- Discount Bonds: These bonds are purchased below their nominal value but are redeemed at the full nominal value upon maturity.
- Index-Linked Bonds: These bonds have a fixed coupon rate, such as 2.5% of the nominal value, but the nominal value itself is regularly adjusted, often based on inflation rates. Some government bonds traded on the exchange have index-linked nominal values that reflect changes in the country’s price levels.
- Structured Income Bonds (Investment Bonds): The income on these bonds is not fixed or guaranteed. The payout is determined by pre-defined conditions. For example, if the price of oil or a stock market index falls within a predetermined range for a certain period, the coupon income may be 20%. If it exceeds the range, the income may be reduced to 10%, or no coupon may be paid. However, the nominal value of the bond will be returned regardless of market conditions.
- Structured Bonds: These bonds often have more complex payout conditions than structured income bonds. In some cases, you may receive less money than you invested in the bond. For example, the payout may depend on the performance of shares in four different companies. If the prices of all four stocks increase by more than 10% during the bond’s term, the coupon will be 20%. If at least one stock increases less than 10%, you will receive a coupon of 12%. If two or more stocks decrease in value, you may only receive 80% of the nominal value upon redemption.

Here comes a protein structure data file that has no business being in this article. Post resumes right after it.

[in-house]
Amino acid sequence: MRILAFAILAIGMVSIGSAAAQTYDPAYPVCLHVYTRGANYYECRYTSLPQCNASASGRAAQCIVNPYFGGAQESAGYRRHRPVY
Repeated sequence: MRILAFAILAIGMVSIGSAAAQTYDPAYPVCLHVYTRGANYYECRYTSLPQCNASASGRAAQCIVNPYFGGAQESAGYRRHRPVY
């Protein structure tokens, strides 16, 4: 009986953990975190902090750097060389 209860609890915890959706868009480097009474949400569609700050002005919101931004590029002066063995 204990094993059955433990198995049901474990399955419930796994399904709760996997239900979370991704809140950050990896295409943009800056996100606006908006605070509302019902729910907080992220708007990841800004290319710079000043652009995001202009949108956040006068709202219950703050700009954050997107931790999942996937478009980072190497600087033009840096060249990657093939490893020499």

Based on the maturity period, bonds can be categorized as follows:
- Short-term Bonds: These bonds have a maturity period of less than one year.
- Medium-term Bonds: Bonds with a maturity period ranging from 1 year to 5 years.
- Long-term Bonds: Bonds with a maturity period exceeding 5 years.
- Perpetual Bonds: These bonds do not have a fixed maturity date and are sometimes referred to as “eternal” or “unending” bonds. The issuer does not have an obligation to repay the principal amount, but they may provide periodic interest payments indefinitely.
It’s important to note that the specific categorization of bonds based on maturity can vary across different financial markets and countries. The above classification provides a general understanding of the terms commonly used to describe bond maturities.
In terms of security, bonds can be categorized as follows:
- Secured Bonds: These are the most reliable bonds, offering a high level of security for bondholders. The investment is safeguarded by collateral, such as company real estate, equipment, or other securities. In the event of the issuer’s bankruptcy, the bondholder can claim and sell the collateral to recover their investment. Another form of security is when another company guarantees the bonds. If the issuer goes bankrupt, the guaranteeing company assumes the obligations of the bonds. A third form of security is provided through bank, government, or municipal guarantees. In such cases, the debts of the bonds are backed by a bank or the local/federal budget.
- Unsecured Bonds: These bonds are less secure compared to secured bonds. If the issuing company goes bankrupt, bondholders have to wait until the bankruptcy process is completed and their claims are satisfied along with other creditors. There is no guarantee that they will recover their entire investment.